The Oregon Health Fund Board established by the Oregon legislature released their November 2008 Blueprint to reform Oregon’s healthcare system. The plan “Aim High: Building a Healthy Oregon” stresses that Oregon needs to have a healthy population, provide extraordinary patient care, and provide for reasonable per capita costs to be shared in an equitable way by the entire population.
The overreaching strategy for the State is to establish partnerships with communities, to provide health insurance to all the children, ensure transparency for information on costs and health outcomes, unify purchasing power, stimulate innovation, ensure health equity for all, train a new healthcare workforce, and advocate for Federal changes.
An important goal of the plan is to provide the strategies to stimulate system innovation. One of the prime strategies would be to develop Integrated Health Homes (IHH) to guide primary care practice transformation across the state. While this model allows for many different care settings to serve as integrated health homes, they all share common features.
For example, IHHs would establish personal and continuous relationships with patients, provide team-based care, provide culturally competent care for all of a patient’s healthcare needs, coordinate and integrate care with the care received from other providers and organizations, focus on quality and safety, and provide patients with enhanced access to care.
While integrated health homes are just starting to be implemented in the U.S. on a large scale, there have been a number of local demonstration projects that have shown some tangible results. For instance, the South Central Foundation in Alaska implemented an IHH model at the Alaska Native Medical Center. This IHH model has improved care measures over a five year period, decreased disease-specific hospitalizations, improved childhood immunization rates, and decreased emergency room, specialists, and provider visits.
A care-management based integrated health home model was also implemented at the Intermountain Health Care in Salt Lake City resulting in significant health improvements, including improved glucose control. As a result, hospitalization and death rates have decreased in elderly patients with diabetes as compared to patients at control clinics.
However, the plan points out some of the action steps that need to take place. First of all, a system needs to be created where IHHs report requirements on process, outcomes, and quality metrics, standards need to be established for reimbursing designated IHHs, and standards need to be developed with contracted health plans. Additionally, IHHs need to be incorporated into the Oregon Health Plan (OHP) with incentives for OHP participants, and learning collaboratives need to be established for IHHs.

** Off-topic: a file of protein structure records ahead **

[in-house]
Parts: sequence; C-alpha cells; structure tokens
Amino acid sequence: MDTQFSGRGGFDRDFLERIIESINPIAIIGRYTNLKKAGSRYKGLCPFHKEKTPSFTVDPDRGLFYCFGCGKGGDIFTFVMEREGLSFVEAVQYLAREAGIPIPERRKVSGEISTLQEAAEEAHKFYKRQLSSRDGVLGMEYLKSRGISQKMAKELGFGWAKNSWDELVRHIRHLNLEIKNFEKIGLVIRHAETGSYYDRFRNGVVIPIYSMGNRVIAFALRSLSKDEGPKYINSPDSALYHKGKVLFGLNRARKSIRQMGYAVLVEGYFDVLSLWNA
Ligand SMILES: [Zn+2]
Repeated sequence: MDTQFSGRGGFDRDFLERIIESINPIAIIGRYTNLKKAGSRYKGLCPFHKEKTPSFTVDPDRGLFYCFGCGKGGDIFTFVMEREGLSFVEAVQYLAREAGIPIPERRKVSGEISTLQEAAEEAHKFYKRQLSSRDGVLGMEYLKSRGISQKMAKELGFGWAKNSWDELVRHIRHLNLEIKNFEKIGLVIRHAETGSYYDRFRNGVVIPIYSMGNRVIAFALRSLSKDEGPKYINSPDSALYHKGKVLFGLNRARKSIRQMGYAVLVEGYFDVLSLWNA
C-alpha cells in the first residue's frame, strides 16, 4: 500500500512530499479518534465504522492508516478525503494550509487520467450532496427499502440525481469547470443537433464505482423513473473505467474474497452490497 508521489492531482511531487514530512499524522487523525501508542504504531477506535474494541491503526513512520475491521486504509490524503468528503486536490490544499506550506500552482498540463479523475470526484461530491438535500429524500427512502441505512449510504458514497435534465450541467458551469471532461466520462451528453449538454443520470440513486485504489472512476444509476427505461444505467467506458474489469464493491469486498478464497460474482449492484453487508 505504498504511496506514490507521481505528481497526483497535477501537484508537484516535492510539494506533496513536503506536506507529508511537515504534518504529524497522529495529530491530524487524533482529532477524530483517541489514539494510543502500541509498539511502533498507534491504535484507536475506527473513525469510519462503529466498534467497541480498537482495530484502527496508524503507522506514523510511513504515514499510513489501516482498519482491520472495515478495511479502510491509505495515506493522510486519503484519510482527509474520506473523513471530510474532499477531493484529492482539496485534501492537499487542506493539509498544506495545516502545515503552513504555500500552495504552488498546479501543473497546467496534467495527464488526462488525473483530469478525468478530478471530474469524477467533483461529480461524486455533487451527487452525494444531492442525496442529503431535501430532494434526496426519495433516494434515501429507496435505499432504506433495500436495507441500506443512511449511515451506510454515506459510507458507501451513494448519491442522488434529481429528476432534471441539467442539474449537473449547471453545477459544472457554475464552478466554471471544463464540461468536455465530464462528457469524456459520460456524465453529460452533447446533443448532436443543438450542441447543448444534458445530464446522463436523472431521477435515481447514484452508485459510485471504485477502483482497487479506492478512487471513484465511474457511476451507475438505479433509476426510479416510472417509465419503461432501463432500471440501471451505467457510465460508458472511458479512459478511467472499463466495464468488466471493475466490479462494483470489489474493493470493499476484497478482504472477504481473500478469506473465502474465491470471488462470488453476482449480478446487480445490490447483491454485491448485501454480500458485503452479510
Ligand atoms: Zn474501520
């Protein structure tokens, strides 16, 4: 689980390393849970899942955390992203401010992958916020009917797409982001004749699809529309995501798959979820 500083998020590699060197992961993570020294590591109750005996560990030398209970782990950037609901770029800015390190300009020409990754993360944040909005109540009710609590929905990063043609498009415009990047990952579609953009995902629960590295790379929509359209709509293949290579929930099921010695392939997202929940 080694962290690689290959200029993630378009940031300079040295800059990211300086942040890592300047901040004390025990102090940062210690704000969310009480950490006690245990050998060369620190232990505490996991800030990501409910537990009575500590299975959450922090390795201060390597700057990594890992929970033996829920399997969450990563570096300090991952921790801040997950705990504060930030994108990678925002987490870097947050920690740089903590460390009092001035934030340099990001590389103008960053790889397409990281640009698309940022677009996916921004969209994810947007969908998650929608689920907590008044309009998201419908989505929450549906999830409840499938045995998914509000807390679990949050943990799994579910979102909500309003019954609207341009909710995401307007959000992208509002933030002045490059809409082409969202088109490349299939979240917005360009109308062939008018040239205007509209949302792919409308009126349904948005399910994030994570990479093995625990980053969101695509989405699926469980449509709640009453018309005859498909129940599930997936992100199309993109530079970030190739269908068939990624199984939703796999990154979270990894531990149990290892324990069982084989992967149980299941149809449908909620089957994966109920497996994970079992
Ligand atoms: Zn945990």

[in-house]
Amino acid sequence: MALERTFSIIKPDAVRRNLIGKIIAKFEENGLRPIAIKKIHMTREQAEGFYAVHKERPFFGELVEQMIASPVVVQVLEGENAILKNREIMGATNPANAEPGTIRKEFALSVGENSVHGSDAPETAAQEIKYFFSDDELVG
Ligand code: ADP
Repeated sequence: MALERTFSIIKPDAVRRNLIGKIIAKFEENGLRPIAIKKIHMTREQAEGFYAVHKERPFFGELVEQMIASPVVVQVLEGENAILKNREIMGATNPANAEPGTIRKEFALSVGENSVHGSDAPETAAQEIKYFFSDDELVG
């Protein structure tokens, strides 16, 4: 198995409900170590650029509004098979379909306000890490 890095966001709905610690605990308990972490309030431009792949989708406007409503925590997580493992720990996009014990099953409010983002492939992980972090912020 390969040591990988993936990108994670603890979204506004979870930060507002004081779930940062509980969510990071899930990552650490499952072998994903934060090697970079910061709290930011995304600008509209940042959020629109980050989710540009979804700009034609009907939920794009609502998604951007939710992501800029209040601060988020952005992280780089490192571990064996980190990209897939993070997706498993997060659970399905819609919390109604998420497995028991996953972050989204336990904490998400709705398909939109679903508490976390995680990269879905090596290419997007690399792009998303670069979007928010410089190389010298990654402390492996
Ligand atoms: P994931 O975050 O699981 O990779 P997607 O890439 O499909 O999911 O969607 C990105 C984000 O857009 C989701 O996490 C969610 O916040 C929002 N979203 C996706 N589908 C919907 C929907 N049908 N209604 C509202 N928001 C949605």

The plan also addresses changes needed in payment reform to encourage high quality healthcare delivery in the state. The state’s role as both the integrator and instigator of system change can be the key to improving the payment system to pay for the quality of care rather than the quantity of care.
The first action step should be to establish a Payment Reform Council to explore new payment models to reward providers for the quality of care they provide in coordination with providing incentives for innovative models of care that ensure care coordination and efficiency, such as an IHH. Secondly, there is the need to promote evidence-based practice under clearly articulated state policies and active supervision.
Another step in the right direction would be to continue to support community-based collaboratives to develop innovative programs and relationships to better integrate healthcare across multiple local organizations, and one of the ways that this can happen would be for the state to establish challenge grants. The grants could be in the form of direct financial or technical assistance and would require local matching funds and specific performance objectives and measures.
The plan also addresses Federal actions that are needed. Today, the most critical federal barrier to health reform in Oregon relates to the low Medicare reimbursement rates paid to Oregon’s providers as compared to other states and regions. Congress needs to reform the process for setting Medicare rates to more equitably align reimbursement across the country, preserve the option of Medicare Advantage HMO and PPO plans, provide for additional Medicaid waivers and expand the program, enhance tax benefits for self-employed individuals and other individuals buying health insurance on the open market, address healthcare provider workforce issues, and provide for open dialogue among provider organizations concerning delivery system changes.
The plan will be sent to the Governor and the Oregon Legislative Assembly for consideration beginning January 2009. To view the entire report, go to www.oregon.gov/OHPPR/HFB.